A new boss at Nationwide

Britain’s most important member-owned business is, arguably, the Nationwide Building Society, one of the very few large building societies to have evaded the mania for demutualisation at the turn of the century. So we should be interested, I think, in who Nationwide has appointed as its new Chief Executive. He is, as today’s papers report, Joe Garner, who is currently running BT’s broadband and technical operation Openreach.

Garner’s background includes a stint as a senior executive at HSBC, as well as at Dixons Stores and Procter and Gamble. Does he understand mutuality? Well, perhaps we can take some comfort from the carefully prepared Nationwide press release where he is quoted as saying “The fact that as a mutual it is owned by its customers means that it is uniquely placed to lead and succeed in the next chapter of retail financial services in the UK. I look forward to listening and learning from members and employees alike…”

Do I need to remind you that Nationwide’s roots were in the cooperative movement (it was the Co-operative Permanent society before it became Nationwide) and for several years in the late twentieth century Nationwide’s member democracy was more active than that of most building societies, with member-nominated candidates even making it through the voting system on to the society’s Board of Directors a couple of times. More recently, Nationwide has settled down into filling vacant directorships through cooption and only subsequent member endorsement and it’s a long time since I remember a contested election. But at least Nationwide’s mutual rhetoric remains, which is more than can be said of some firms in the mutual sector.

Joe Garner is also a keen triathlete. This is irrelevant to how good he will be as a Chief Executive, but somehow gives me irrational encouragement.

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Here’s how member democracy works at the Nationwide

I have just been invited to take my part in the Nationwide Building Society’s democratic process. Or in other words, the voting paper for the 2014 AGM has arrived in the post.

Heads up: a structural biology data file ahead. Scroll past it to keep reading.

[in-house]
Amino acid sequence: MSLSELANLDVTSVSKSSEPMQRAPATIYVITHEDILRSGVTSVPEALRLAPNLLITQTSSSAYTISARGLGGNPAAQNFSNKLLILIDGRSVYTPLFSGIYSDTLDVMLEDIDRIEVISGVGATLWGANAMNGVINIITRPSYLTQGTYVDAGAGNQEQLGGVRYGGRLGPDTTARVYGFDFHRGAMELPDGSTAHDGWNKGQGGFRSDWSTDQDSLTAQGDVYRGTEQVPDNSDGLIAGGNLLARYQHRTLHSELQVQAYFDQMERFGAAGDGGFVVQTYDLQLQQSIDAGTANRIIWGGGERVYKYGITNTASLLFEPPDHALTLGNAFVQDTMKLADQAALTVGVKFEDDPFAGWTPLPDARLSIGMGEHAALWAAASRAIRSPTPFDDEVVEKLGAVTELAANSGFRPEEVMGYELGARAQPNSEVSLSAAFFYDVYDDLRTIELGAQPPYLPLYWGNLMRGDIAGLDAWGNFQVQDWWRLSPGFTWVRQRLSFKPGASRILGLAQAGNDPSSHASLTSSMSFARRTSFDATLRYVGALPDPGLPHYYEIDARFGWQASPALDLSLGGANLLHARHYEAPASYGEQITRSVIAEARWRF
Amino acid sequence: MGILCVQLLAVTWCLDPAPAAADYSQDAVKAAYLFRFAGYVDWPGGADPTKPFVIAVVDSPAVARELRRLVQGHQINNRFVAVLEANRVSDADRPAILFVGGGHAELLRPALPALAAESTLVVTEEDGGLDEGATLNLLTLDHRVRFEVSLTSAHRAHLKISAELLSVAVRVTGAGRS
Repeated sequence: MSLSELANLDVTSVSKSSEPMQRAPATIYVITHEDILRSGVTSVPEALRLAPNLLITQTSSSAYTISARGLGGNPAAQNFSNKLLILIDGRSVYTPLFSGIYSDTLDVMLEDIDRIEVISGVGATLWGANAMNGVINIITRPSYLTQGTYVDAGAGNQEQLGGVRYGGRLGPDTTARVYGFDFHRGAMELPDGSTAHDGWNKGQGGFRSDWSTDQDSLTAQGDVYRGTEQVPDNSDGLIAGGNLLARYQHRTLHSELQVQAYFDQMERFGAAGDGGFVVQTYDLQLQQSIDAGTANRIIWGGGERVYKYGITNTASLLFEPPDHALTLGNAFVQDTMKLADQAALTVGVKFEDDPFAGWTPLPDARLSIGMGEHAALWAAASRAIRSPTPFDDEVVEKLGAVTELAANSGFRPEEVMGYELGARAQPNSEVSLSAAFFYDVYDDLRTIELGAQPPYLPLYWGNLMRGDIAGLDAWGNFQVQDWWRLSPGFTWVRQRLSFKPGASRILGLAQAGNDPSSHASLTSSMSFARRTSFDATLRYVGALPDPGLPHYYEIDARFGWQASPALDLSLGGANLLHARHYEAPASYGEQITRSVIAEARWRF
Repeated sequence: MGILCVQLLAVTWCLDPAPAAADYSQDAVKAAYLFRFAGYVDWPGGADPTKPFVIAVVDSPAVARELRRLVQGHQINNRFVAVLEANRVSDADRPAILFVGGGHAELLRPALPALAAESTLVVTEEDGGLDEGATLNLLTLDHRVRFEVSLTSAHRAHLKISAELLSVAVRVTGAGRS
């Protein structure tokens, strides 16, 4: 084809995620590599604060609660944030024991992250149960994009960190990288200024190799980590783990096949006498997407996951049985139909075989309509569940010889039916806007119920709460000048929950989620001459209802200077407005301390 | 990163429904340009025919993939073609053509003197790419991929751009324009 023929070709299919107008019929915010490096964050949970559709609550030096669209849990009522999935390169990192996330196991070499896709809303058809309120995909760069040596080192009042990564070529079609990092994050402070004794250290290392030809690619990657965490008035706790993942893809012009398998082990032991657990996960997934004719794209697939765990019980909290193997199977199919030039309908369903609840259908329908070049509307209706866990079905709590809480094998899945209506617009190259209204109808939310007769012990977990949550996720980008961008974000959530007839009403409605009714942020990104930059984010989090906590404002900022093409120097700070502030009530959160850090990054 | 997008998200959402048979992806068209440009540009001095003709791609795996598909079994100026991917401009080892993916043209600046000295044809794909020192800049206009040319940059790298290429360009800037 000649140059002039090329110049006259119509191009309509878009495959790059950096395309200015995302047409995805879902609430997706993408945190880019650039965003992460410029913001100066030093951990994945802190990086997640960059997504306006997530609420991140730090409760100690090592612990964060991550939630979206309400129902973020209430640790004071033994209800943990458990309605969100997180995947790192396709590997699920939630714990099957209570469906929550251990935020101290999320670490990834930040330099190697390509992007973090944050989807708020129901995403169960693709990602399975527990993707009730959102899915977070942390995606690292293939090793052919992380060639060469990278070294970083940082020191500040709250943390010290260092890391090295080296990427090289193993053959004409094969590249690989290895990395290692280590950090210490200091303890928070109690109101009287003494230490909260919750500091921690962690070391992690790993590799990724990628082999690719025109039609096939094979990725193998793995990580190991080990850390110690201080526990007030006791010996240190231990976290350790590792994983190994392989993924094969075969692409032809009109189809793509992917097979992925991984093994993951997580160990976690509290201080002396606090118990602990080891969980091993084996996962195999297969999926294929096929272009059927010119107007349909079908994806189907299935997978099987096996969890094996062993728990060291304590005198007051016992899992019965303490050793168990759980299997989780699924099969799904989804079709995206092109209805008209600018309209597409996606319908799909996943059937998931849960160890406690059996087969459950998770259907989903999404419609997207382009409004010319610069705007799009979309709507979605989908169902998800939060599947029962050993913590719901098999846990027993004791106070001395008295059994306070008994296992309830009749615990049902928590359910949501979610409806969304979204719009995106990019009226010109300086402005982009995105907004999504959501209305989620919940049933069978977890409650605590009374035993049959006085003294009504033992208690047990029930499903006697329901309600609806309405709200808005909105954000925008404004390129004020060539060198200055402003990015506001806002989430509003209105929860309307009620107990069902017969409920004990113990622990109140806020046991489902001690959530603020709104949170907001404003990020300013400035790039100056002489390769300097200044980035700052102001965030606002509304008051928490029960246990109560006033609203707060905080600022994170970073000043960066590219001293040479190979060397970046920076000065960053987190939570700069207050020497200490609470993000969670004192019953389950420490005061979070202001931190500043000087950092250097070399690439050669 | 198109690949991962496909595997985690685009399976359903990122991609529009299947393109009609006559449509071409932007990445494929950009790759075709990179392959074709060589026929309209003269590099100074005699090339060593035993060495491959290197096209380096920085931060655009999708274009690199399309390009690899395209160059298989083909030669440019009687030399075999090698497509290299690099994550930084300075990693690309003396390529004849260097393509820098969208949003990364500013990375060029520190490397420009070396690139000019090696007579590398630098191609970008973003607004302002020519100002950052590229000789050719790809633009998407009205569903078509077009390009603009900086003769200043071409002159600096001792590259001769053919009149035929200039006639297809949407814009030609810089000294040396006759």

I will vote, of course, but I can’t say I’m very excited by the prospect. The way member control operates in the Nationwide (as in so many other larger building societies) is not an attractive one. We are invited to endorse – or otherwise – the board members already in place. There are no alternative candidates to select.

The board is, in short, a self-perpetuating one. In years where board vacancies occur new directors are co-opted and only subsequently presented to the membership for endorsement. This may well produce a board with some of the right professional competencies, but it doesn’t suggest an organisation where members’ voices can really be listened to.

Actually, Nationwide is interesting because there was a time back in the 1990s when independent candidates regularly stood against board nominees and were actually elected to the board on (from memory) three occasions. I remember covering the news when the first independent, Sheila Heywood, was successful in her election. Some of this interest by activists in the Nationwide was historical, coming from the fact that Nationwide was originally the cooperative movement’s building society.

Recent times have seen attempts at direct member candidacy in building society elections wither away (leaving aside for a moment the Ecology). It’s a pity. It’s also directly relevant to the debate at the Co-operative Group on future governance arrangements since Lord Myners’ recommendations propose a very similar arrangement for board elections as building societies.